The first U.S. Navy ship named to honor David Glasgow Farragut (5 July 1801-14 August 1870). See David Glasgow Farragut for additional information. The second Farragut (Destroyer No. 300), was reclassified to DD-300 on 17 July 1920, and served from 1920-1930. The third Farragut (DD-348) was renamed Smith on 15 July 1933, renamed Farragut on 12 August 1933, and served from 1934-1947. The fourth Farragut, a guided missile frigate (DLG-6), was projected as DL-6 but reclassified on 14 November 1956, reclassified as a guided missile destroyer (DDG-37) on 30 June 1975, and served from 1960-1992. The fifth Farragut (DDG-99) was commissioned on 10 June 2006.
(Torpedo Boat No. 11: displacement 279; length 214'8"; beam 20'8"; draft 6'; speed 30 knots; complement 66; armament 4 6-pounders, 2 18-inch torpedo tubes; class Farragut)
Farragut (Torpedo Boat No. 11) was laid down on 23 July 1897 at San Francisco, Calif., by Union Iron Works; launched on 16 July 1898; sponsored by Elizabeth Ashe, Adm. Farragut's niece; and commissioned on 22 March 1899, Lt. Cmdr. Reginald F. Nicholson in command.
The ship incurred a four month delay in her construction in order to obtain suitable engineering equipment “due to high rate of speed required, but not to inherent defects.” Farragut carried out her final sea trials on 16 June 1898, and the Navy accepted her on 3 July.
Farragut accomplished target and torpedo practice between Mare Island Navy Yard and Sausalito in San Francisco Bay, broken by occasional voyages southward to San Diego, Calif. She was decommissioned at Mare Island on 4 September 1902, and placed in commission in reserve on 8 October 1904.
The torpedo boat was restored to full commission at Mare Island for duty with the Pacific Torpedo Fleet on 23 March 1908, Lt. Martin K. Metcalf in command. She resumed her operations along the coast of California, and also participated in the Portland Rose Festival, Portland, Ore. (30 May–10 June 1908). The ship trained off the west coast through the remainder of the year, and conducted target practice on 23 April 1909. Farragut was placed in reserve at Mare Island on 17 September 1909.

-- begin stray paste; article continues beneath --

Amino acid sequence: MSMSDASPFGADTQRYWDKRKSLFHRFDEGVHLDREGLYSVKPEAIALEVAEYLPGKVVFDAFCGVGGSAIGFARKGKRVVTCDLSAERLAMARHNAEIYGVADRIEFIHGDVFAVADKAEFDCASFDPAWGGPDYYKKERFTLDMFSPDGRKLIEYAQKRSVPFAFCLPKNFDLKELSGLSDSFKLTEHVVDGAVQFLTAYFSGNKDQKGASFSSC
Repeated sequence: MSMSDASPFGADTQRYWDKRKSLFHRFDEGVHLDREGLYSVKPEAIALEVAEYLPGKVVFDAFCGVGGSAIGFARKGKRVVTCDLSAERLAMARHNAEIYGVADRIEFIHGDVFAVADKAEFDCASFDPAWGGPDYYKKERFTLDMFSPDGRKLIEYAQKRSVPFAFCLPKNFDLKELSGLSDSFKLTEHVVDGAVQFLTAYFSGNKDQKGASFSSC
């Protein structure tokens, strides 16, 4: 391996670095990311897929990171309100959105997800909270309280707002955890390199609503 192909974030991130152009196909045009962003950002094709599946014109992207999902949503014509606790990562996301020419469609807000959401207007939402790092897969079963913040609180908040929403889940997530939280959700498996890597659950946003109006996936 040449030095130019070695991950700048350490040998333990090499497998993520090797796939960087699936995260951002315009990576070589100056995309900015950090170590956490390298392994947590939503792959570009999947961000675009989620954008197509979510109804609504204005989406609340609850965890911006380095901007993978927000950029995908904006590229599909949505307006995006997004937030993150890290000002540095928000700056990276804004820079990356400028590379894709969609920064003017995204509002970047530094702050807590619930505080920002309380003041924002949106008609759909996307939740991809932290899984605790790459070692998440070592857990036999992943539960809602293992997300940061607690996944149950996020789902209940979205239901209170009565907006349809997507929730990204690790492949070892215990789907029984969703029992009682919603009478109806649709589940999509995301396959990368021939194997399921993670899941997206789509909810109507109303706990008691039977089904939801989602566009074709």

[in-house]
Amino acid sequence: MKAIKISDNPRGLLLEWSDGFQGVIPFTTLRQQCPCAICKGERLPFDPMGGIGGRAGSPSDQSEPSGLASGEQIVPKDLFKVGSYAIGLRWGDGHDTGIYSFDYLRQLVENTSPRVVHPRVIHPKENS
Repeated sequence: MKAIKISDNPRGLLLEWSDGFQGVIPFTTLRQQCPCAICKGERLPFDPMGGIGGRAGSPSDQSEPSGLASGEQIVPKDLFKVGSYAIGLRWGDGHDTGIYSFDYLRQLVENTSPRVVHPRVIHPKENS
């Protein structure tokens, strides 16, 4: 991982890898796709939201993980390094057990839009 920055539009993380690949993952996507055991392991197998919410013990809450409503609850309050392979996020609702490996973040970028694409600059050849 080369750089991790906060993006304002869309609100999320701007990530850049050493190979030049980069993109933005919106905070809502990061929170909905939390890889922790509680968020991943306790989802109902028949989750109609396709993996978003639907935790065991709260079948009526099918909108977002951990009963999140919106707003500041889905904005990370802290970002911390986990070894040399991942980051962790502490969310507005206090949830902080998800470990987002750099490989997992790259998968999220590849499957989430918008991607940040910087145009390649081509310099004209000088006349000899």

She then became involved in a debate concerning the proposed reorganization of the Navy to improve efficiency. Rear Adm. Washington L. Capps, Chief Constructor, Bureau of Construction and Repair, testified before the House Committee on Naval Affairs concerning delays and expenses incurred by ships undergoing maintenance, on 26 January 1910. Capps explained that on 29 September 1909, men working on Farragut discovered a defect in a drum in one of her boilers. The Inspector of Machinery recommended that the Bureau of Steam Engineering rivet the defective weld, but the bureau disapproved the recommendation and directed the installation of a new drum. The Navy Yard did not possess the material, but the Naval Constructor-Manager recommended purchasing one from Union Iron Works, which had built Farragut and lay only 30 miles away. The ship subsequently accomplished her repairs, but the comparatively simple work escalated in cost and time.
Recommissioned at Mare Island on 10 May 1911, Ens. Henry R. Keller in command, Farragut operated primarily with the Pacific Torpedo Flotilla in the San Francisco area, aside from a cruise to Bremerton, Wash. (15 July-6 September). She was placed in First Reserve with the Reserve Torpedo Group at Mare Island on 1 June 1912, and Ens. Claude S. Gillette relieved Lt. Keller as the commanding officer on 6 June.
Farragut was placed in ordinary with the Reserve Torpedo Division at Mare Island on 26 March 1914, and then served as a training ship in the San Pedro Division of the California Naval Militia (12 January 1915-14 April 1917).
Following America’s entry into World War I, Farragut returned to full commission on 14 April 1917. She sailed for the Panama Canal Zone on 11 July 1917, and during the war patrolled both the Atlantic and Pacific entrances to the canal, and carried troops and supplies in the Balboa area.
Renamed Coast Torpedo Boat No. 5 in accordance with General Order No. 408 of 1 August 1918, she helped escort a convoy from Balboa on 30 December 1918, but incurred problems that necessitated submarine tender Beaver (Id. No. 2032) taking the warship in tow on 5 January 1919. On 15 January, they reached San Pedro. Another vessel then towed Coast Torpedo Boat No. 5 to Mare Island, where they arrived on 18 January. Coast Torpedo Boat No. 5 was decommissioned at Mare Island on 13 March 1919, and sold for $27,219 to Rodeo-Valleo Ferry Co., Rodeo, Calif., on 9 September 1919.
Mark L. Evans
3 June 2013